GREEN LAKE, Wis. — Three separate nights every year, Jon Roti Roti gets in his car and drives around the southern part of Green Lake County. His run includes 10 stops, at each one he gets out for five minutes and listens.
“Then you record the frog calling that you hear to a density level,” Roti Roti said.
Roti Roti knows each frog native to Wisconsin by its call alone, pausing to listen as he calls out tree frog calls before green frog ones. He'll then go back to his car and record what he hears, scoring the calls on a scale of one to three at each of the ten stops. He also records things like weather condition and water temperature.
“Anytime you citizen science volunteer it's critical to follow the protocol because that's not decided by us it's decided by people who run data,” Roti Roti said.
Roti Roti has volunteered to do this for more than 15 years through the Wisconsin Department of Natural Resources traditional driving Frog Call Survey.
“We kind of have that claim to fame that we are the first citizen science frog calling project in the nation,” said Andrew Badje, a conservation biologist in the WDNR Bureau of Natural Heritage Conservation.
The driving frog call survey started back in 1984. Volunteers around the state go on runs like Roti Roti does at three different points in the year, spring, early summer and late summer.
“That's been a really effective tool for us to use and kind of initially track and figure out where all these species are distributed in the state, but then now it's kind of more or less determining what the overall trends for each species are doing,” Badje said.
Those are trends wildlife managers had no way of knowing before 1984, but since having the data they have been able to add targeted regulations to frog harvest numbers to stabilize populations.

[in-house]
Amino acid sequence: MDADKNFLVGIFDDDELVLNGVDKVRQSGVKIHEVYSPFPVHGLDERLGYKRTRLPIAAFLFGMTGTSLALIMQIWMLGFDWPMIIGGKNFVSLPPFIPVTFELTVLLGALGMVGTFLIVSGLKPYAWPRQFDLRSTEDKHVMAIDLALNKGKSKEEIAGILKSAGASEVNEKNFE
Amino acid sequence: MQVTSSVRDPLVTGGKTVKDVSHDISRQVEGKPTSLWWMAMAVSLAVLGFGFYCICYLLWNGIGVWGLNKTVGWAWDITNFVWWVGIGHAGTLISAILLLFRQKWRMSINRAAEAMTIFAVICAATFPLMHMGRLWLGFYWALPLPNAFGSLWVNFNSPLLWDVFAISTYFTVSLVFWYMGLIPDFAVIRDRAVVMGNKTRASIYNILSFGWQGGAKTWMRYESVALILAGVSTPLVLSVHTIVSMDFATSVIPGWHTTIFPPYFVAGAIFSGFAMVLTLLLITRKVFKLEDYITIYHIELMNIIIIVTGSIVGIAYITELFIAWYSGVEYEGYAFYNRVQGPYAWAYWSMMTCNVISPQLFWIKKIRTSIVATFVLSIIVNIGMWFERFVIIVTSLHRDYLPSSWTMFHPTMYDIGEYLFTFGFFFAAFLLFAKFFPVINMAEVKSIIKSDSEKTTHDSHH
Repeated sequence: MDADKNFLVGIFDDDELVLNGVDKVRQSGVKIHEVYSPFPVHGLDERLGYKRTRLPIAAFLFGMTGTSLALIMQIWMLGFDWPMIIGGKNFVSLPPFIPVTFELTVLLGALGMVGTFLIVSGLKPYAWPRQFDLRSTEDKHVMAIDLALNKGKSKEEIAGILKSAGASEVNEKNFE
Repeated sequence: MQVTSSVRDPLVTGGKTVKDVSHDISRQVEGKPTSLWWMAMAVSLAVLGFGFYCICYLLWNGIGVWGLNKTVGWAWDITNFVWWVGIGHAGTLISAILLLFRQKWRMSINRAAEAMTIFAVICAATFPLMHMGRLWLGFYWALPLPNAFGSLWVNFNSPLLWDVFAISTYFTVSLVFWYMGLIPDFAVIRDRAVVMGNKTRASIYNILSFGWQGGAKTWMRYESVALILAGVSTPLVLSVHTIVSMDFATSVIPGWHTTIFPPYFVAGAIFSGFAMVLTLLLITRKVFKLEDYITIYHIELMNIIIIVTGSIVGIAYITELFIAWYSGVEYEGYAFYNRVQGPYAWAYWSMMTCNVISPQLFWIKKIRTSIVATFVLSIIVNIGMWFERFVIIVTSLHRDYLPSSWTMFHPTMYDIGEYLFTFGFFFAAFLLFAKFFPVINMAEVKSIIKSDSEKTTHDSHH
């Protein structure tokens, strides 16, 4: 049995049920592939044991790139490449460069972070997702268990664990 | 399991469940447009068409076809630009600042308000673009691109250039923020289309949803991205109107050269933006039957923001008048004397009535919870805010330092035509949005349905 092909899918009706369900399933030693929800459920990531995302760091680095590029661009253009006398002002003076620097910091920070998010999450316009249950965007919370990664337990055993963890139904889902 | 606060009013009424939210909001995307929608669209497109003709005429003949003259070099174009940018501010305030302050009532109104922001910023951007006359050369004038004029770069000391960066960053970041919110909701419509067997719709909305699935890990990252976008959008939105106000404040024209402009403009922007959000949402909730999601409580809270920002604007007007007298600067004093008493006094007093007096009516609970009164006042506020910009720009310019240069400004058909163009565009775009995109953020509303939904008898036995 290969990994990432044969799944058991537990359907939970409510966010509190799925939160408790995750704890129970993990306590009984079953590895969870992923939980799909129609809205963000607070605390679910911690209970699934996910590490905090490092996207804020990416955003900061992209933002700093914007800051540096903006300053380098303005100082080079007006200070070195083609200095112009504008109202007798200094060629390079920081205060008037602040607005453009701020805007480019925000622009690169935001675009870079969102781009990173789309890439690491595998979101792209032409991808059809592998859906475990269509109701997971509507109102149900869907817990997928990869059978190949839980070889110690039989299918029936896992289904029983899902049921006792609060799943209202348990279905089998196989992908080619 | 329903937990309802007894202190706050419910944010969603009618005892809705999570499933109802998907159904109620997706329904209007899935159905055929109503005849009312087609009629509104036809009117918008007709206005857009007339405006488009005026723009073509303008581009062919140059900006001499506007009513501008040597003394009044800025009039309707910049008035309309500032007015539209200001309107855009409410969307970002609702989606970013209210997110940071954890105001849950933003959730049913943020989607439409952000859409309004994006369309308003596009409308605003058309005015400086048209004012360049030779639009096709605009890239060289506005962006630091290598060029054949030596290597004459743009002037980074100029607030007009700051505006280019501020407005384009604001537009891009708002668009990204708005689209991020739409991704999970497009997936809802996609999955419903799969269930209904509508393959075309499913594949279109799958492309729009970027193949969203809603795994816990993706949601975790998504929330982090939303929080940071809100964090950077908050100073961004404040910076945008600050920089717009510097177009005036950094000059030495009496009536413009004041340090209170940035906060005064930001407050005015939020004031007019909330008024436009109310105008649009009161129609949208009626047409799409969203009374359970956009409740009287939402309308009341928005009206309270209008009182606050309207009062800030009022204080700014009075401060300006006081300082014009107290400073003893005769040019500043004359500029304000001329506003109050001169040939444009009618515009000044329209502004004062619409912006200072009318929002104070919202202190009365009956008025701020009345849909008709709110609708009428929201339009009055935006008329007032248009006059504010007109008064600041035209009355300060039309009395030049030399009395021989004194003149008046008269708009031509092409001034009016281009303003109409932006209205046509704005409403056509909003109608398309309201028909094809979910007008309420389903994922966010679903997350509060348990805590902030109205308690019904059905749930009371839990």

“They help us as managers kind of basically put up a red flag before something is too late with these species,” Badje said.
Frogs are an important part of the food chain in Wisconsin, eating insects lower on the chain and acting as food for animals higher on the chain like cranes.
The DNR hosts two other surveys: a phenological survey people can do from backyards or nearby wetlands, and a mink frog survey initiative focused on the Northwoods.
Badje said they don't know if climate change is affecting the frogs, but as the climate changed their habitat range may change as well. There's a chance the change could help or hurt frogs in many ways, but the ability to track frogs through surveys like this is crucial.
“There's no way we can cover the ground that the citizens across the state can do, and so we're forever grateful for everything that they do,” Badje said.
For Roti Roti, he sees participation as a public service.
“I know the frog calls, I can take the time to drive out at night and I can stop and take a few minutes to listen, I know what I'm listening for, so I can do my service,” Roti Roti said.
Ultimately it's a public service that can help wildlife around Wisconsin.
People interested in frogs and toads in Wisconsin can learn more online at the Wisconsin Frog and Toad Survey website.